New crayfish that doesn’t need males to mate becomes all-powerful
A new species of all-female crayfish able to reproduce without males is multiplying rapidly and invading ecosystems across the world.
A new study found that the marbled crayfish is descended from a single female with a mutation that allows it to reproduce by itself.
The self-cloning creatures are for sale in Canada, despite a warning against keeping the pests as pets.
The ten-legged mutant is already banned by the European Union.
Procambarus virginalis did not exist three decades ago but they have now been found in the wild in Japan, Madagascar, Sweden and the US.
A new study published in Nature, Ecology and Evolution describes the invasive species as a threat to wild ones, including seven native species in Madagascar.
“If you have one animal, essentially, three months later, you will have 200 or 300,” Dr Wolfgang Stein, one of the researchers, told Canadian public broadcaster CBC.
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Curiously, by studying the freshwater crayfish’s successful ability to self-clone, scientists may be able to better understand how cancer spreads.
The crustaceans can be bought in some pet shops in Canada and through online adverts. One online seller offered a one-inch self-cloning marbled crayfish for free and five larger ones for C$ 20 ($ 16; £11.50).
While there is not yet a wild population of marbled crayfish in Canada, the department of fisheries and oceans warned that it would be illegal to release any unwanted crayfish into the wild.
“Based on what is known about the reproductive behaviour of the marbled crayfish, we do not recommend Canadians keep these animals as pets,” Becky Cudmore, of the fisheries and oceans department, told CBC.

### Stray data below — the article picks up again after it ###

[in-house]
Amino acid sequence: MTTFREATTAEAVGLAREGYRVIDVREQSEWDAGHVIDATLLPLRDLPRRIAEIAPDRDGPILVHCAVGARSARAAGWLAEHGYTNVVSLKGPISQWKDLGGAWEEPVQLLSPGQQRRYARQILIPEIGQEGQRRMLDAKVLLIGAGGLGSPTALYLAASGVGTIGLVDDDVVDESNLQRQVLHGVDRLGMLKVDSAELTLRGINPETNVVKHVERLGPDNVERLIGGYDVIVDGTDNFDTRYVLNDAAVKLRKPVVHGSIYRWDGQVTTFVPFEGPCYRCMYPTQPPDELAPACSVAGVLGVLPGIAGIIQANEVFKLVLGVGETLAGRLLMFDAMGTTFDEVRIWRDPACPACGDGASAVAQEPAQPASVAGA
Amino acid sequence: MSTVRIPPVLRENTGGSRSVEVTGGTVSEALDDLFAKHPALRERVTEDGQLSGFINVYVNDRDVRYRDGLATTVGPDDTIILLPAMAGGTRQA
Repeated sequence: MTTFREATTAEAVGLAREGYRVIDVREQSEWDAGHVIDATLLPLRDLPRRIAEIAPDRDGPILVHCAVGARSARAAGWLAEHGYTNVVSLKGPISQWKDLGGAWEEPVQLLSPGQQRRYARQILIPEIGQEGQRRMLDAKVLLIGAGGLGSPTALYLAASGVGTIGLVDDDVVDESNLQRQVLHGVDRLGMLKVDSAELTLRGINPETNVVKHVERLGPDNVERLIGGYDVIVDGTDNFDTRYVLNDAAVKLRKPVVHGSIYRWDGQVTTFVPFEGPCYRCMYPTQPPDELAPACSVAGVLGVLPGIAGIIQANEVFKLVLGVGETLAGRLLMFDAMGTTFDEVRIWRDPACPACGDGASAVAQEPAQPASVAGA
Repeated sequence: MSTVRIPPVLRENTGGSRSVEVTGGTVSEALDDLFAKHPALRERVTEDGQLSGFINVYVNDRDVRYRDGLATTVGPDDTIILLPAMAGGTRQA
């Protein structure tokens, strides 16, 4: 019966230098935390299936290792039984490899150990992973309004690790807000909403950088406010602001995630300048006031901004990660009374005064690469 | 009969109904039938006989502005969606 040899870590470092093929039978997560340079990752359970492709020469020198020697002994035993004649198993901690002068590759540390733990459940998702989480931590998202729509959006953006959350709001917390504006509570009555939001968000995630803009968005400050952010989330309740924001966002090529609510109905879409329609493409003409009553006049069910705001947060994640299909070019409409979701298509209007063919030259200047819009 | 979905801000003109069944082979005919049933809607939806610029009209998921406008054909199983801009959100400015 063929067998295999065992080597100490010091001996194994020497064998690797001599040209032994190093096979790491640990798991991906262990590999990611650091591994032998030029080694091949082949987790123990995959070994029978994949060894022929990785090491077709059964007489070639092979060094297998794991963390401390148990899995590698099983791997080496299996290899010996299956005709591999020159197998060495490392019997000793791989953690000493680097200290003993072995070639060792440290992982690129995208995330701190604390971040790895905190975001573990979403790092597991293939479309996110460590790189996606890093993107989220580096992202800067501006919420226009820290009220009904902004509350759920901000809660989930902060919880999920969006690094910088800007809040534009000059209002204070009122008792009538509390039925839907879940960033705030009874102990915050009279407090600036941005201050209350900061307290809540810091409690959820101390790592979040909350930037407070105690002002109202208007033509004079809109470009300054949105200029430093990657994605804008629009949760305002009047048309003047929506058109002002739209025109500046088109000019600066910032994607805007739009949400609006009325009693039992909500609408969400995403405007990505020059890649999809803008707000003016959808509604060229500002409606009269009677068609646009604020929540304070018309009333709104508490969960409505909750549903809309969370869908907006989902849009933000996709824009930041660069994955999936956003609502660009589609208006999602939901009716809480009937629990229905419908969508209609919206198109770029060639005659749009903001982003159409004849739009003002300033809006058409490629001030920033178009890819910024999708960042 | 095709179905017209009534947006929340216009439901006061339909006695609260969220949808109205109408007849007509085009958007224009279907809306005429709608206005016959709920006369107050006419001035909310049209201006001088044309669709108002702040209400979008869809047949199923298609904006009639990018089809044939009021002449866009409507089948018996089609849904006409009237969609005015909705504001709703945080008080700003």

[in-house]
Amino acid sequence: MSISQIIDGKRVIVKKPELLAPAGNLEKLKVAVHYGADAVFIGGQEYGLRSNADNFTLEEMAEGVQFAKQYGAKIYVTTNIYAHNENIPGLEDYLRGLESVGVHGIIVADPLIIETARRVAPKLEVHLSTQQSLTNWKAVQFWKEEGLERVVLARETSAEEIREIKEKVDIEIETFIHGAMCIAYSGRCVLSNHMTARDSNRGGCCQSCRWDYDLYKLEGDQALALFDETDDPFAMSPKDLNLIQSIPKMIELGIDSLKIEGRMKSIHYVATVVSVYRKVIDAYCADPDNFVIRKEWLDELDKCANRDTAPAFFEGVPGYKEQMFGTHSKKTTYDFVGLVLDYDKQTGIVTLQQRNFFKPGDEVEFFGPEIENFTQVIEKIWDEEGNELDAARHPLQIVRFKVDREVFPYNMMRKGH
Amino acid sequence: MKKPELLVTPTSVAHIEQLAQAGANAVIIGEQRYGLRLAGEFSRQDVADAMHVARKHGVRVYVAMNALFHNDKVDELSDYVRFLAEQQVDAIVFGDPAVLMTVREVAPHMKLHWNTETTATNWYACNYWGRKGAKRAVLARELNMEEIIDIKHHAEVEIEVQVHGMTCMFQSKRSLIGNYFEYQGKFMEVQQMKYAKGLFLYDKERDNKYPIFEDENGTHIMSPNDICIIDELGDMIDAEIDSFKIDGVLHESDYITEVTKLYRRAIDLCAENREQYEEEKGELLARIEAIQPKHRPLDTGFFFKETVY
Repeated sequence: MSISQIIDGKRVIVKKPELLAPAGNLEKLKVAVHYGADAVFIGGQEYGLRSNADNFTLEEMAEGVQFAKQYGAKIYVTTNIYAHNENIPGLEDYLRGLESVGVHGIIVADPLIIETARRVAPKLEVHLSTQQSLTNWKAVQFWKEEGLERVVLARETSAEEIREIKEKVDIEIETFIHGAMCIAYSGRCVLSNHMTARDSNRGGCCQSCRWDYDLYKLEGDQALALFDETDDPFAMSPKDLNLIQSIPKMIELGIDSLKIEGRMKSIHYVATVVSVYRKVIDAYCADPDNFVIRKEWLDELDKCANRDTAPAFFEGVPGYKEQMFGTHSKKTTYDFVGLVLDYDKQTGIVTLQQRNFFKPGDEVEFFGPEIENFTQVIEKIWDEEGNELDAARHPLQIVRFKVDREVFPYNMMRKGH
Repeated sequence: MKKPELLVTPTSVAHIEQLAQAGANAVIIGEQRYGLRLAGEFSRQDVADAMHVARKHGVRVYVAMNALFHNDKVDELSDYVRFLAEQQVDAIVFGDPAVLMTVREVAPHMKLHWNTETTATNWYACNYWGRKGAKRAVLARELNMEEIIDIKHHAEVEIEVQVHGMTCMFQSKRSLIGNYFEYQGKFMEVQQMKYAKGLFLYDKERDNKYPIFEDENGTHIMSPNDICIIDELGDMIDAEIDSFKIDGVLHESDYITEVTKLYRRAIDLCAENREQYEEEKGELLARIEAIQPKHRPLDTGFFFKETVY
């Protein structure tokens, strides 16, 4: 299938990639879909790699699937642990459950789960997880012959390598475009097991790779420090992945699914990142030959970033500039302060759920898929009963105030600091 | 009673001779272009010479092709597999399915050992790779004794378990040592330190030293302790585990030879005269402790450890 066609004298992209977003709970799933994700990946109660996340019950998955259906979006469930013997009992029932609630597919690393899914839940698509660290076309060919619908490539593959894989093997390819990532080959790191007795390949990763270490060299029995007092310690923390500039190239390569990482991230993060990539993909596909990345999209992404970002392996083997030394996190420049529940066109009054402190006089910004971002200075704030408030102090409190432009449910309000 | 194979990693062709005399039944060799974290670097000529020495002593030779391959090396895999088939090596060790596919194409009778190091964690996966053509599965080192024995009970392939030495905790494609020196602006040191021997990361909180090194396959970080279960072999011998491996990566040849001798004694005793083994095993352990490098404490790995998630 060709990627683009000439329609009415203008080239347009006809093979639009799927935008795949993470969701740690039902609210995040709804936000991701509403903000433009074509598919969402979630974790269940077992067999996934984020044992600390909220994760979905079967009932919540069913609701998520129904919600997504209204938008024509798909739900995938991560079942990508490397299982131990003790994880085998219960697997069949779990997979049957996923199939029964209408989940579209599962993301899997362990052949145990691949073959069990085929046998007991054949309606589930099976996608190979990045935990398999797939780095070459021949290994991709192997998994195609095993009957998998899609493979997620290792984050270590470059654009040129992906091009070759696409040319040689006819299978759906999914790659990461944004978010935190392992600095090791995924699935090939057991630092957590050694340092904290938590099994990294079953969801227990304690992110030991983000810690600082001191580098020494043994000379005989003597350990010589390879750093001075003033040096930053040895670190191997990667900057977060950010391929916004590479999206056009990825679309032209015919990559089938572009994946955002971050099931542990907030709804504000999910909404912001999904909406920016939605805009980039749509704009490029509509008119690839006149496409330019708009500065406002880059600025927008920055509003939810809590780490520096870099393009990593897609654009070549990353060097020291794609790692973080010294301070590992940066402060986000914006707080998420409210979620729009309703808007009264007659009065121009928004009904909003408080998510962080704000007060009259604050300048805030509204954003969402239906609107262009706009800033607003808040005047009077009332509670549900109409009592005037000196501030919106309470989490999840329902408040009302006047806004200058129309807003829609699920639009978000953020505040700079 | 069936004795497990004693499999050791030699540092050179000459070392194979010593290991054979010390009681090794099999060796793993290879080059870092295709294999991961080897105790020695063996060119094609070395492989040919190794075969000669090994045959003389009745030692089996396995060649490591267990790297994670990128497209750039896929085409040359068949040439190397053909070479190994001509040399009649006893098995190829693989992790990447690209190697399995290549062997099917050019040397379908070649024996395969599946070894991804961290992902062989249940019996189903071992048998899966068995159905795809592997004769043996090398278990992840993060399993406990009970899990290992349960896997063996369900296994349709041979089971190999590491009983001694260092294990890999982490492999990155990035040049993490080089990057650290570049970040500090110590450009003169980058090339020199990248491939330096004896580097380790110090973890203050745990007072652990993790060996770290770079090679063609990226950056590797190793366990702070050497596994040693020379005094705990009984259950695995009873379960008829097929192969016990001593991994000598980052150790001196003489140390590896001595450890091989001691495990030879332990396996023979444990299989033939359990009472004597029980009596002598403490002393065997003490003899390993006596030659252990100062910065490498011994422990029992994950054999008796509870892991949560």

Mutant crayfish: What’s the background?
It all started in an aquarium in a German pet shop in the 1990s. A female slough crayfish, a species originally from Florida, was born with an additional set of chromosomes – a mutation that allowed her to reproduce without having to mate.
Her offspring and their spawn could produce hundreds of eggs at a time.
The population of this genetically identical crayfish exploded within the pet trade, particularly among German aquarium hobbyists.
But with the species able to reproduce exponentially within a few months, people began releasing unwanted crayfish – also known as marmorkrebs – into ponds and lakes across Europe, creating the thriving wild populations seen today.
The freshwater creatures’ ability to self-clone rapidly has led to them being compared with the fictional Tribble alien species from Star Trek, who are also able to multiply.
Introduced as a cheap source of protein in Madagascar, the all-female species is now threatening native ones, creating an ecological nightmare for authorities.
The European Union and two US states have already banned the marbled crayfish from being owned or traded, but populations in the wild continue to multiply.